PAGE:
With water bottle filling stations throughout the arena and single-use plastics eliminated, there is also all electric mechanical systems, combustion engines, heating, dehumidification and cooking areas. Solar Panels on the Alaska Airlines Atrium and garage are utilized and the arena offsets any carbon emissions by purchasing credible carbon offsets. For the Kraken, the ‘rain to rink’ system harvests water off the roof into a 15,000-gallon cistern, which then is used for the ice.
The teamwork of Seattle’s teams extends off the field as well. Each of the teams and the Seattle Sports Commission have joined with the Seattle Alliance to donate $500,000 over the next four years to the King County Play Equity Coalition. KCPEC, a collective of over 100 nonprofits and professional sports teams, grew out of the State of Play-King County, a 2019 University of Washington and Aspen Institute-led study around youth access to sport and play in King County.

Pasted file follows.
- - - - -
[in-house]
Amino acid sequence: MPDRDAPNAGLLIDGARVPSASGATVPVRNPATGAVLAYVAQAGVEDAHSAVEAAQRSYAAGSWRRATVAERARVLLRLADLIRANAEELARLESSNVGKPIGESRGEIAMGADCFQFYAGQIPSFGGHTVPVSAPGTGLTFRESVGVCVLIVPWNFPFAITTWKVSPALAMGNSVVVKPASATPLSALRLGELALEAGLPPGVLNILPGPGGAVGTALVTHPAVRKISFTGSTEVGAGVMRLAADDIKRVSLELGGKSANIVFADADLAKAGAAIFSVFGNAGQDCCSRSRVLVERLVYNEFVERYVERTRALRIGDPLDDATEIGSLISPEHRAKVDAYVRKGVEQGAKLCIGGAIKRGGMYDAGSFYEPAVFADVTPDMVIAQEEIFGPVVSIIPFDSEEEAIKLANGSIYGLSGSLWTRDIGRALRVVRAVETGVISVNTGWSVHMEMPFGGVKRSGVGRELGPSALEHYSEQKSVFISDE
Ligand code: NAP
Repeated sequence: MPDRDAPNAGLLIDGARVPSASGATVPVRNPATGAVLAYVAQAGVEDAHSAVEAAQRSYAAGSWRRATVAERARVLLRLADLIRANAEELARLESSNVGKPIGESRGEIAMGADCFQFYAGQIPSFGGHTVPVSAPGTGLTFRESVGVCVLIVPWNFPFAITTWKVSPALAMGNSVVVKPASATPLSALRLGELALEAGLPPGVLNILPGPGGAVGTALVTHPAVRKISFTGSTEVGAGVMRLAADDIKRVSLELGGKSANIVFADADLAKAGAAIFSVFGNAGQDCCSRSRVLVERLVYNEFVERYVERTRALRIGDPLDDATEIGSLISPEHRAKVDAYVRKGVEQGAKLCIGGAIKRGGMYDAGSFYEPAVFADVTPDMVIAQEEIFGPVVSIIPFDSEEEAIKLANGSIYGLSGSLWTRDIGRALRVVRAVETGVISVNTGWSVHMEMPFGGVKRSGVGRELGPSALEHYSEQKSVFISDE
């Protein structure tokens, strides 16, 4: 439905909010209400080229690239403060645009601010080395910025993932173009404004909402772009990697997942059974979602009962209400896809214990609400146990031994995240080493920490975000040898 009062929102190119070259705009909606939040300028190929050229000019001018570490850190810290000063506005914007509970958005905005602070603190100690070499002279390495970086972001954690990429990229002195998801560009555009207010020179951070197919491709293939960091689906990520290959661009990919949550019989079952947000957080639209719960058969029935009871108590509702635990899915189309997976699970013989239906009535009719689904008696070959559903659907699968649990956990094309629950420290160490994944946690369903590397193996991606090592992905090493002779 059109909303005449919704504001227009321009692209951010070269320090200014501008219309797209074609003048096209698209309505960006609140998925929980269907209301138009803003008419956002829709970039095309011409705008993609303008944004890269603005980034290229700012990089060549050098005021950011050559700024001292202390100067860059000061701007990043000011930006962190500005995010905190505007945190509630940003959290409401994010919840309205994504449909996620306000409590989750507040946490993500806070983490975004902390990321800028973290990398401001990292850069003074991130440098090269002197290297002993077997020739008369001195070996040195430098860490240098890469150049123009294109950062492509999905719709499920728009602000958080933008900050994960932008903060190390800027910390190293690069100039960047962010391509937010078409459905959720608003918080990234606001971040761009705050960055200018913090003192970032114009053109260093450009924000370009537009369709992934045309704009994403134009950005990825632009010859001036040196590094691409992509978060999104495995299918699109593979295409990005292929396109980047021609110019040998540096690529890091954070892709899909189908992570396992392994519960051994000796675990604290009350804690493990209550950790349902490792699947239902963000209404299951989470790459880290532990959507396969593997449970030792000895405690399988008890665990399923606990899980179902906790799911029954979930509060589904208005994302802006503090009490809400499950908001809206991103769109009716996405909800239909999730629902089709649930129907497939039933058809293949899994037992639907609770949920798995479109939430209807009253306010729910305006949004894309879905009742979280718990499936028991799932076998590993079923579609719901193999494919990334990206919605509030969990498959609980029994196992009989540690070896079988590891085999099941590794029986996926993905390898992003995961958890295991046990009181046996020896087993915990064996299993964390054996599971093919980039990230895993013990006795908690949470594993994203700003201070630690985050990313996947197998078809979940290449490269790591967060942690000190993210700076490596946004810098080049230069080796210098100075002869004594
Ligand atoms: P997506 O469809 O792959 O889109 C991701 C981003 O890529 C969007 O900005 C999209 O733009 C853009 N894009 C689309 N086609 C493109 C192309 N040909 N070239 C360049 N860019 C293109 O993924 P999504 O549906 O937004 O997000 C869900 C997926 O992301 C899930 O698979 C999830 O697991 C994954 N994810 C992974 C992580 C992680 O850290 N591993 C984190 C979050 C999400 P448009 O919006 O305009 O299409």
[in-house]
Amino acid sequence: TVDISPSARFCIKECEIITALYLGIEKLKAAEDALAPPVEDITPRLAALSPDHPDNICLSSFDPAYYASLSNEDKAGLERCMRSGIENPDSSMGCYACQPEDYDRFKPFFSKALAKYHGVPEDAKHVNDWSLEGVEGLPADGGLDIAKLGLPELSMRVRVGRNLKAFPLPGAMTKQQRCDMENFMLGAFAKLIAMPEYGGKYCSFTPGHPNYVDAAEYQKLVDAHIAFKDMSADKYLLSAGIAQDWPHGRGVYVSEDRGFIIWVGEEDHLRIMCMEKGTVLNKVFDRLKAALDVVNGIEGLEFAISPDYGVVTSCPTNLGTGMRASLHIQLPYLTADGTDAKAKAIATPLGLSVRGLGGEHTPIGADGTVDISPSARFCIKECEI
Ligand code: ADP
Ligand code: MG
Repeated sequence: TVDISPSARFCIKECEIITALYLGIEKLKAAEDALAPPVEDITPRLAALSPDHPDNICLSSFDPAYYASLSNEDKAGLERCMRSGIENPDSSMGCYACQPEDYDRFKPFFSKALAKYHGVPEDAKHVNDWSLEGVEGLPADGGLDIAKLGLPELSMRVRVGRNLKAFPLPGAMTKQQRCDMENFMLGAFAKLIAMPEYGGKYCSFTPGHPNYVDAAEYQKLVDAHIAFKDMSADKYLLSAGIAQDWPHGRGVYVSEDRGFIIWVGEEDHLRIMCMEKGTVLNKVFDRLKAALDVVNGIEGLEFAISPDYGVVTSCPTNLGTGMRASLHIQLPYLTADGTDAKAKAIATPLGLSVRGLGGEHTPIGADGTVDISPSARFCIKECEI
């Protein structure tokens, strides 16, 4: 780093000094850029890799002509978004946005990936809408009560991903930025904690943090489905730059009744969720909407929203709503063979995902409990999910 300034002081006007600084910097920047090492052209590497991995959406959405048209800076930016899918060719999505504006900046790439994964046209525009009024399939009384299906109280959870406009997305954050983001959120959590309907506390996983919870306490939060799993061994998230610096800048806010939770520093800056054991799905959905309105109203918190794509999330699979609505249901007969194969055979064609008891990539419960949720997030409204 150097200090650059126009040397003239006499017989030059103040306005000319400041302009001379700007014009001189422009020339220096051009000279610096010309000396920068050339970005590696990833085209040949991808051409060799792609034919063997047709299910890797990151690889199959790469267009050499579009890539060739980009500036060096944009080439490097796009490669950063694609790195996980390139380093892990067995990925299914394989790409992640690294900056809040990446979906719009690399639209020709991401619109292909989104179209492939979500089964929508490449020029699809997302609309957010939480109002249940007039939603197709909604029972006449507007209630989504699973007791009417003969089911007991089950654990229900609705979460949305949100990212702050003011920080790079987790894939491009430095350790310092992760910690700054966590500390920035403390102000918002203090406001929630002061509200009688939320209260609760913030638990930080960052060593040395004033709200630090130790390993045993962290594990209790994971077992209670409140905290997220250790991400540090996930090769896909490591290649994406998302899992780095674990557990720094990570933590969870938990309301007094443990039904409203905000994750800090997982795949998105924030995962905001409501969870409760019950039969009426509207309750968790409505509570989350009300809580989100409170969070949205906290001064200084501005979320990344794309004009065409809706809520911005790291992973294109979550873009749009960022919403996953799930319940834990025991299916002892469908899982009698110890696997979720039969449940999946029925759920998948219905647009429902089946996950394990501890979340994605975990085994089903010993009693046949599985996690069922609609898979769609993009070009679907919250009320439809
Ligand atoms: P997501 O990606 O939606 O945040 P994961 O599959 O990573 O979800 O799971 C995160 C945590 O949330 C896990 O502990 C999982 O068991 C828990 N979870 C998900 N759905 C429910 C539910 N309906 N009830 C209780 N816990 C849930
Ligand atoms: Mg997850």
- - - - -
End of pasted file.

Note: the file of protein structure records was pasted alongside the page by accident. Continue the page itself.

The alliance includes Seattle Sports Commission, Seattle Kraken & One Roof Foundation, Seattle Sounders FC & RAVE Foundation, Seattle Mariners & Mariners Care, Seattle Seahawks, Seattle Storm, OL Reign, Seattle Seawolves and Seattle Cascades & Tempest.
“The Seattle Sports Commission is proud to be a partner with Seattle’s pro sports teams in supporting KCPEC’s mission to increase equitable access to sports for our youth,” said Beth Knox, president and chief executive officer of the Seattle Sports Commission. “The Sports Commission and its SSC Foundation share in the passion for making a positive impact in the region through collaboration by Seattle Alliance members and the power of sport.”